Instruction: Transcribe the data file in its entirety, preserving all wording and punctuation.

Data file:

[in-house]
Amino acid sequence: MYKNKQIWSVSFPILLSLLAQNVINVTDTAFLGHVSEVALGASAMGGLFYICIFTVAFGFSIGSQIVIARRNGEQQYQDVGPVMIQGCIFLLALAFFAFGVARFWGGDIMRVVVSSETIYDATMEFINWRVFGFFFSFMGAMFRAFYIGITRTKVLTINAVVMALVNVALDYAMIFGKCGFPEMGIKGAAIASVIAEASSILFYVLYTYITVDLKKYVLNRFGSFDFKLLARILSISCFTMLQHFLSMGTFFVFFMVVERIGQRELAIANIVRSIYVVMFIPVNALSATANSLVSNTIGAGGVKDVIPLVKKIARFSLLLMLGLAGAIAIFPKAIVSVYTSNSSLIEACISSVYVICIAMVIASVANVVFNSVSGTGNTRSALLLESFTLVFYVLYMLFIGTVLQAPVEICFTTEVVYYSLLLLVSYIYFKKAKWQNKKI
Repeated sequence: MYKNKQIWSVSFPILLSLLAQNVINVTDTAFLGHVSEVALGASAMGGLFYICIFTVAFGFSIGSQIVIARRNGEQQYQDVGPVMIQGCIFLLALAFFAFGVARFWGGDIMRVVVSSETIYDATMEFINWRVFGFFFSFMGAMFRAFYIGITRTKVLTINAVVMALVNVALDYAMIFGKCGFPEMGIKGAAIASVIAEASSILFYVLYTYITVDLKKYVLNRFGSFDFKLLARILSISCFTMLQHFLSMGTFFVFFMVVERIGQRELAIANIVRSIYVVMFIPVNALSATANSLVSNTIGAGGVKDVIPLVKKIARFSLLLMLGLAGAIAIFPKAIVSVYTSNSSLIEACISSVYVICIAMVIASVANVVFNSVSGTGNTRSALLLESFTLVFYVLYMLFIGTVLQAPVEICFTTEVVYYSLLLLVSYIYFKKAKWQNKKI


[in-house]
Amino acid sequence: MYKNKQIWSVSFPILLSLLAQNVINVTDTAFLGHVSEVALGASAMGGLFYICIFTVAFGFSIGSQIVIARRNGEQQYQDVGPVMIQGCIFLLALAFFAFGVARFWGGDIMRVVVSSETIYDATMEFINWRVFGFFFSFMGAMFRAFYIGITRTKVLTINAVVMALVNVALDYAMIFGKCGFPEMGIKGAAIASVIAEASSILFYVLYTYITVDLKKYVLNRFGSFDFKLLARILSISCFTMLQHFLSMGTFFVFFMVVERIGQRELAIANIVRSIYVVMFIPVNALSATANSLVSNTIGAGGVKDVIPLVKKIARFSLLLMLGLAGAIAIFPKAIVSVYTSNSSLIEACISSVYVICIAMVIASVANVVFNSVSGTGNTRSALLLESFTLVFYVLYMLFIGTVLQAPVEICFTTEVVYYSLLLLVSYIYFKKAKWQNKKI
Repeated sequence: MYKNKQIWSVSFPILLSLLAQNVINVTDTAFLGHVSEVALGASAMGGLFYICIFTVAFGFSIGSQIVIARRNGEQQYQDVGPVMIQGCIFLLALAFFAFGVARFWGGDIMRVVVSSETIYDATMEFINWRVFGFFFSFMGAMFRAFYIGITRTKVLTINAVVMALVNVALDYAMIFGKCGFPEMGIKGAAIASVIAEASSILFYVLYTYITVDLKKYVLNRFGSFDFKLLARILSISCFTMLQHFLSMGTFFVFFMVVERIGQRELAIANIVRSIYVVMFIPVNALSATANSLVSNTIGAGGVKDVIPLVKKIARFSLLLMLGLAGAIAIFPKAIVSVYTSNSSLIEACISSVYVICIAMVIASVANVVFNSVSGTGNTRSALLLESFTLVFYVLYMLFIGTVLQAPVEICFTTEVVYYSLLLLVSYIYFKKAKWQNKKI